Greg Sabino Mullane wrote:
> I've been thinking about this a lot since before the Summit, and the
> only solution I see is to design something specifically for us.
> Rather than get bogged down in details about how it will work and
> what technologies it will be using, I'd like to share my ideas on
> how it will work from an end-user perspective. There's a simple web
> interface. You can use it to get the answer to questions like this:
> What are all the open bugs for the current release?
> Who is working on the updateable views patch?
> Which bugs were fixed in 8.1.3?
> What's the feature history of psql since 2003?
> What are some easy TODO items that need getting done?
> Just when does Tom Lane sleep?
> What features were added in 8.1?
> What are the current unapplied patches?
> What bugs were fixed in tsearch2 from version 7.4.5 to 7.4.12?
> Yes, maintaining it will be a royal pain in the butt. But my theory has
> been "if you build it, they will come". It will require a lot of human
> interaction, as automation only takes you so far, especially when trying
> to parse mailing list messages. But if we eventually get a decent-size
> group of people who each put in a little work on it, it should be
> quite possible to keep it up to date. (Also, this would be a great way
> for people to help the project who don't have the time and/or skills
> to do coding).
> The idea is to allow everything to happen as it already does, e.g. no
> extra burdens for Tom, no extra processes anywhere. However, all the
> existing information is gathered into one centralized and searchable place.
> The primary sources will include the code, the docs, and the mailing lists.
> Especially the mailing lists.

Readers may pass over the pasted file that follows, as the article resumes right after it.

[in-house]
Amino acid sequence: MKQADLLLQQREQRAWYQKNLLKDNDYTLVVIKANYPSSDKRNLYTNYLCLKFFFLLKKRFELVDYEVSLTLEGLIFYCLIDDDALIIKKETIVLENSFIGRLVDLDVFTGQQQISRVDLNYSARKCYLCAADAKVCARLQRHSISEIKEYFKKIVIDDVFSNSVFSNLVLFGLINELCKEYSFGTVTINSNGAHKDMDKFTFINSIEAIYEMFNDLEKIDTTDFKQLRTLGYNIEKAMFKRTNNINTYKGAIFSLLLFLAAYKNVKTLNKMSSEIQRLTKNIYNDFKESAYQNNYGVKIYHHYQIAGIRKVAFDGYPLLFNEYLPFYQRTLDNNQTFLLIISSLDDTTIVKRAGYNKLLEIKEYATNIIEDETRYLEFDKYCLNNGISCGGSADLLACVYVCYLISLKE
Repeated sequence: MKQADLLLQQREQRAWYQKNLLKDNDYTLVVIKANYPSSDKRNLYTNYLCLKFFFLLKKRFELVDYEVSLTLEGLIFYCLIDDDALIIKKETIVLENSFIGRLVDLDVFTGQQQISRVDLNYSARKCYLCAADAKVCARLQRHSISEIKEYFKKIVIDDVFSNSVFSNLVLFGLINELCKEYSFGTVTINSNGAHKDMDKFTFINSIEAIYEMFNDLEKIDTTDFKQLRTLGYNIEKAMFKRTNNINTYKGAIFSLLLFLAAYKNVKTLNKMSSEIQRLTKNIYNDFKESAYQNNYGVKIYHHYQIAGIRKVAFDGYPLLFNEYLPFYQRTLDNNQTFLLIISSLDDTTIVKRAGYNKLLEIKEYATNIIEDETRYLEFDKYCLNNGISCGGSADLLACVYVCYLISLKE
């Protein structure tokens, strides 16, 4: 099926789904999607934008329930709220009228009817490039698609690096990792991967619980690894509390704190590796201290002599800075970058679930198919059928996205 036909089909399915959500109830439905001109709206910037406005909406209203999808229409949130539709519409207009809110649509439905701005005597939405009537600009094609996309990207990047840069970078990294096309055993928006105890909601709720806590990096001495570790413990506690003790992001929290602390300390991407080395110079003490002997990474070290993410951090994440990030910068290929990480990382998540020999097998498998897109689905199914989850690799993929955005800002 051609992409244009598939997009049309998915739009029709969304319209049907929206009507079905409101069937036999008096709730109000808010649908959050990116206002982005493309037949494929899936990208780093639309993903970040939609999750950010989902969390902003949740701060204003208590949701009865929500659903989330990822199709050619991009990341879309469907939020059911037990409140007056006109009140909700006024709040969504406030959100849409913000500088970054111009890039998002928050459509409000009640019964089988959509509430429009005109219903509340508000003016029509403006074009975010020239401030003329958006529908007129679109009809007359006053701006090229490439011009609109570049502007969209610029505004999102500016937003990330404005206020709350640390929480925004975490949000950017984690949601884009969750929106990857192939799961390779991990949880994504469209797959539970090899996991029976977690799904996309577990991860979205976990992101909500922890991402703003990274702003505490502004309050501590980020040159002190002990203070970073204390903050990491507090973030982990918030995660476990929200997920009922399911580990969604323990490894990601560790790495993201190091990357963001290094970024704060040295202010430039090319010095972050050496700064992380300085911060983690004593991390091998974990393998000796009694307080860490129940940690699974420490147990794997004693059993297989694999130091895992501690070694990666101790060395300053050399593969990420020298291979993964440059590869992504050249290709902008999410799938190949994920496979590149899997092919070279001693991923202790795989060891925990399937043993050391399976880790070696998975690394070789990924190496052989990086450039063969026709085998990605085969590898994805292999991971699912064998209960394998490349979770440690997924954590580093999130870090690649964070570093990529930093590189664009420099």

> So, rather than go off in a corner and start coding, how about I start a
> pgfoundry project for this and document my existing ideas? Any objections
> to giving this a try?

Good approach.  Let me tell you what doesn't work well currently:

        What is fixed in current CVS that was not on the TODO list
                already, and marked with a dash?
        What fixes/bugs are being worked on but not yet in the patch queue?
        What are all the features/fixes in each release?

Right now, the release notes show a list of all the significant items in
each release, but it isn't available until the release, and it isn't
complete (because it would be unreadable by ordinary users).  And there
is no tracking of individual items in progress except by individual
developers.  Magnus, for example, tracks Win32 items, and Tom tracks
backend stuff.  I track whatever no one else tracks.

As far as tracking, right now, +50% of items come in and are discussed
via email, not a bug form.  How does that information get into a
tracking system without huge extra work?  We can do it, and it would
give people nice feedback, but is the effort worth the benefit?

  Bruce Momjian   [EMAIL PROTECTED]

  + If your life is a hard drive, Christ can be your backup. +

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